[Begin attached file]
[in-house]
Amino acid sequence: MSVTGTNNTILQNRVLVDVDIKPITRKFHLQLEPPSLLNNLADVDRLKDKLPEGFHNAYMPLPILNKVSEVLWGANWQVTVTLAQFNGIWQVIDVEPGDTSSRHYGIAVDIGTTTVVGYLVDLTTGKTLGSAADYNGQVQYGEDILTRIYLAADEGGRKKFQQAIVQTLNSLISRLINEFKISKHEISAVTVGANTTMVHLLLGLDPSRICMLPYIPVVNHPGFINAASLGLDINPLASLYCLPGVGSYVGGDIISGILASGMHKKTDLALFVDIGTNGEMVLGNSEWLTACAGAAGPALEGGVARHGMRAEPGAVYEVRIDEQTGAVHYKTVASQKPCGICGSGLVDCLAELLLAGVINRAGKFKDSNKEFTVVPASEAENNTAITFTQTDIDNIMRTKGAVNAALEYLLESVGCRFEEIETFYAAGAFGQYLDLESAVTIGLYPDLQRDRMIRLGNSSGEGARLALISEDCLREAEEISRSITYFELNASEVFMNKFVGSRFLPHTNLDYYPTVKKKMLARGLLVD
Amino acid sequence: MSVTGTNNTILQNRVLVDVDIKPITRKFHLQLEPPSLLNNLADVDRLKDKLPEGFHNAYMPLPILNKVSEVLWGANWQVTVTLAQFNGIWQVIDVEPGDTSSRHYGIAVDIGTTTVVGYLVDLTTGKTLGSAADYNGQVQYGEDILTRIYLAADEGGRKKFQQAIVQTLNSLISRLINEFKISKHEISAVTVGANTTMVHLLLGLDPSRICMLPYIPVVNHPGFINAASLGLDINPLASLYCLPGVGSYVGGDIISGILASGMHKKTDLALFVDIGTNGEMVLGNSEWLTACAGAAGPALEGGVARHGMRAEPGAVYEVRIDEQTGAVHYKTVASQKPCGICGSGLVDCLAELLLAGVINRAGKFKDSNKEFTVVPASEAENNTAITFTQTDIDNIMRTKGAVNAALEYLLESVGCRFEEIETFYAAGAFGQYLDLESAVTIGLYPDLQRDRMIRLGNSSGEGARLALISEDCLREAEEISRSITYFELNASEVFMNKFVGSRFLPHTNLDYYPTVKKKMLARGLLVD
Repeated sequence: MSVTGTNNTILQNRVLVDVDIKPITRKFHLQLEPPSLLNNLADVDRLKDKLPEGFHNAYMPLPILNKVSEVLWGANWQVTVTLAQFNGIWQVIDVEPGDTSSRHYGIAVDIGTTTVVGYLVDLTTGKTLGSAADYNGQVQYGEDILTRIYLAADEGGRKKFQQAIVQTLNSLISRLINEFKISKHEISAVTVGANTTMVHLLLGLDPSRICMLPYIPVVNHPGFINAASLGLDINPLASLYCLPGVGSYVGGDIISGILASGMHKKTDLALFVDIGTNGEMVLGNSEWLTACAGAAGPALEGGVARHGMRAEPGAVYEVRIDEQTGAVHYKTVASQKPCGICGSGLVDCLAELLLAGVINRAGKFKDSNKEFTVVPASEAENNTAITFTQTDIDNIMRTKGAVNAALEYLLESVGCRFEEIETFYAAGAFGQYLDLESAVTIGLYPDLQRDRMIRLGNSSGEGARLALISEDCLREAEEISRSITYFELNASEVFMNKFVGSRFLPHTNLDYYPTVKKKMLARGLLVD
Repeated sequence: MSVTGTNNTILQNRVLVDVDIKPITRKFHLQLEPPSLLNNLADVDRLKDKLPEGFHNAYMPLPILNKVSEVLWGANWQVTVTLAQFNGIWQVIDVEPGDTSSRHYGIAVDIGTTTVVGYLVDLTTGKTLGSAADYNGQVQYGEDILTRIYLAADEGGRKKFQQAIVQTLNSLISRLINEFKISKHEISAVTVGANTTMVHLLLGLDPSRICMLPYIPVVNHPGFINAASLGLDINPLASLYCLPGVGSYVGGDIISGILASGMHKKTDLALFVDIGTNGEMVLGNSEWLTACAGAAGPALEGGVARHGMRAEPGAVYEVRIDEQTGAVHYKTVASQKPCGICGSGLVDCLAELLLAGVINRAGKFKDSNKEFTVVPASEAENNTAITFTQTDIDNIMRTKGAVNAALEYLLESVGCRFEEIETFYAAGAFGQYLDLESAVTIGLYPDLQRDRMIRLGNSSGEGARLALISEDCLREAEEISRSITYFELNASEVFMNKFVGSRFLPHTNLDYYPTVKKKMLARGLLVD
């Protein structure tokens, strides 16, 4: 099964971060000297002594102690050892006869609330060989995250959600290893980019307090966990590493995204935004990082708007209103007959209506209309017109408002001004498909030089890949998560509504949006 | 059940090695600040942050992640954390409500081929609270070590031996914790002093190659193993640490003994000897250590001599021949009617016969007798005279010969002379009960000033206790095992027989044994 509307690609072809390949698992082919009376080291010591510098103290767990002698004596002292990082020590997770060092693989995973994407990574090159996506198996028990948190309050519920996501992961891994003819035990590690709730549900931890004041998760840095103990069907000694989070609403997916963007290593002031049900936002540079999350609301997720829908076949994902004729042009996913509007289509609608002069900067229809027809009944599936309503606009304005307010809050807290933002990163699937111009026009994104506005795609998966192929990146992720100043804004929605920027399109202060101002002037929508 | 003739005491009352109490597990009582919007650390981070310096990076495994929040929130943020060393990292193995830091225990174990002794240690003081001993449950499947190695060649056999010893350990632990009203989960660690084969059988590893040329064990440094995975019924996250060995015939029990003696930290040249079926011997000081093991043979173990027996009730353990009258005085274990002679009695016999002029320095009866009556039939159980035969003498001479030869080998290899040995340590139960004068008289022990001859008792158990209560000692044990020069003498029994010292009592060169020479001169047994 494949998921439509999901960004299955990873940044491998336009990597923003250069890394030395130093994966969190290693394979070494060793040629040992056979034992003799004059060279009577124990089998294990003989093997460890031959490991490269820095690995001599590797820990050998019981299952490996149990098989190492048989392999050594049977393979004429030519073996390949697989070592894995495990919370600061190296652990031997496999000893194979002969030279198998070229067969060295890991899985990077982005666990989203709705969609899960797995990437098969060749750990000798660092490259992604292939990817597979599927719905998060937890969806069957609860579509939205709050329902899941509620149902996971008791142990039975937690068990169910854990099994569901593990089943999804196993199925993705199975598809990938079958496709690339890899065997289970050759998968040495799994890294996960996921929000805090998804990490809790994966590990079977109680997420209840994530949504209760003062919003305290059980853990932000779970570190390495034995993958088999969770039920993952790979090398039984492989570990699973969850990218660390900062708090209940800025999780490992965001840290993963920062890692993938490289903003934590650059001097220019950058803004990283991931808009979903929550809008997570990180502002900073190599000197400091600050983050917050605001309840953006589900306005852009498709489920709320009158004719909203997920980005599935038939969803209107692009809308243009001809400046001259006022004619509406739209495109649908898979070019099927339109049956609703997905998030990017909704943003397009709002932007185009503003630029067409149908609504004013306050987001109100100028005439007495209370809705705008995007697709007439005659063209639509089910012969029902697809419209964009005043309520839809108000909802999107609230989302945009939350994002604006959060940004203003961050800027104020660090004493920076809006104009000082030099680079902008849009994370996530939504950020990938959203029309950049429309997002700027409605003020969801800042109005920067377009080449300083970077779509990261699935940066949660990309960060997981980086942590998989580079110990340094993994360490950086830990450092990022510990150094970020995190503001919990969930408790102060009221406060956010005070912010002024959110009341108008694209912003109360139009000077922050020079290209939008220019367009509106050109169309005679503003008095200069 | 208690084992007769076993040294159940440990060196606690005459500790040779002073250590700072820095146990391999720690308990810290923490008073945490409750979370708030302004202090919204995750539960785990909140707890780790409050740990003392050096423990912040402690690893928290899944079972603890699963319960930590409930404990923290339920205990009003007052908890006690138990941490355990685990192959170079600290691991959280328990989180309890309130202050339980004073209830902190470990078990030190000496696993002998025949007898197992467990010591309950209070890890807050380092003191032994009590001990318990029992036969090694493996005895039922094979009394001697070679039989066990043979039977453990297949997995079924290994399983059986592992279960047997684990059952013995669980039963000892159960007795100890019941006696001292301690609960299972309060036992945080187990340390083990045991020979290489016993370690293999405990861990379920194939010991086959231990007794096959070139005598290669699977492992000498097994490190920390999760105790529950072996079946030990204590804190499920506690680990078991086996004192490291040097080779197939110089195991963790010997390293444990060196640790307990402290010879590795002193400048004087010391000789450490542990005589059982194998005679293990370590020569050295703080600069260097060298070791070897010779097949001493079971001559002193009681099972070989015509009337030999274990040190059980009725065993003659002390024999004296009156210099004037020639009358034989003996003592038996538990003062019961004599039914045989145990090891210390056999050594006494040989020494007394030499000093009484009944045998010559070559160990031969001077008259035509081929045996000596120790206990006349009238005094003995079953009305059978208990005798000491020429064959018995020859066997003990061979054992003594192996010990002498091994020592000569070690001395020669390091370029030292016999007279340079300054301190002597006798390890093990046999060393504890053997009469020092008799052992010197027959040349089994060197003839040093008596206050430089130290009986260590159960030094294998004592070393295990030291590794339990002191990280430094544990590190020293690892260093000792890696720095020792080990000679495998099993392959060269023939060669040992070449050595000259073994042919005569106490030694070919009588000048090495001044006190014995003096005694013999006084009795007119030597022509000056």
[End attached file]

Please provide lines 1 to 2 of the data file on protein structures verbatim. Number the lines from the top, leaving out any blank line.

[in-house]
Amino acid sequence: MSVTGTNNTILQNRVLVDVDIKPITRKFHLQLEPPSLLNNLADVDRLKDKLPEGFHNAYMPLPILNKVSEVLWGANWQVTVTLAQFNGIWQVIDVEPGDTSSRHYGIAVDIGTTTVVGYLVDLTTGKTLGSAADYNGQVQYGEDILTRIYLAADEGGRKKFQQAIVQTLNSLISRLINEFKISKHEISAVTVGANTTMVHLLLGLDPSRICMLPYIPVVNHPGFINAASLGLDINPLASLYCLPGVGSYVGGDIISGILASGMHKKTDLALFVDIGTNGEMVLGNSEWLTACAGAAGPALEGGVARHGMRAEPGAVYEVRIDEQTGAVHYKTVASQKPCGICGSGLVDCLAELLLAGVINRAGKFKDSNKEFTVVPASEAENNTAITFTQTDIDNIMRTKGAVNAALEYLLESVGCRFEEIETFYAAGAFGQYLDLESAVTIGLYPDLQRDRMIRLGNSSGEGARLALISEDCLREAEEISRSITYFELNASEVFMNKFVGSRFLPHTNLDYYPTVKKKMLARGLLVD